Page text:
ValuePickr Forum

Laurus Labs - Can Business Transform to Next Level?

Concall notes

  • No impact of Covid on funding from global organisations for HIV as its already allocated for a block of 3 years (2021-22-23)
  • The growth is from Volume expansion NOT price increase
  • Expect to maintain similar revenue performance in upcoming quarters irrespective of covid / non-covid
  • Spike in employee cost (88 Cr to 112 Cr) includes 15-16 cr spent on transportation etc for employees due to covid, it may continue till covid regulations are there
  • TLE market moving from TLE-600 to TLE-400, we are third company to have approvals, expecting 25-30% market share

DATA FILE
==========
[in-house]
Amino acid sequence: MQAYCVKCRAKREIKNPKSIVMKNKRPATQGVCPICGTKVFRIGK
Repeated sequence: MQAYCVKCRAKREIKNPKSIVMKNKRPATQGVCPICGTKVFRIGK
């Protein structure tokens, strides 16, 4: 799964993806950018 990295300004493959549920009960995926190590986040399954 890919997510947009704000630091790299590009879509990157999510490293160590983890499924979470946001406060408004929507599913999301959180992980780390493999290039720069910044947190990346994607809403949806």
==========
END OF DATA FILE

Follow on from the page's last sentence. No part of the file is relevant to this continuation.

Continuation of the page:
• FCF positive in Q1 itself - current year onwards FCF despite capex
  • We will chose investment in attractive capex over debt reduction
  • WHO reported shortage of HIV medicines in 70+ countries as certain medicines were used for Covid… now the hype is over and its stabilizing
  • Current debt is 1100 cr - no plans to reduce - The interest rate on debt is approx 6.6% P.A.
  • Capex 300 cr for current FY - 61 cr done in Q1
  • 40% YoY growth in Generic APIs
  • We have Big Pharma & Virtual Biotech companies as CDMO customers
  • SA acquisition for formulations tender market
  • FDF capacity expansion (brownfield) will complete by end of FY 2022
  • Expense on R&D is 4.3% of revenue
  • We have largest High Potent API manufacturing capacity in India
  • API capacity expansion by 20% & Formulation capacity expansion by 80% in next 1.5 Year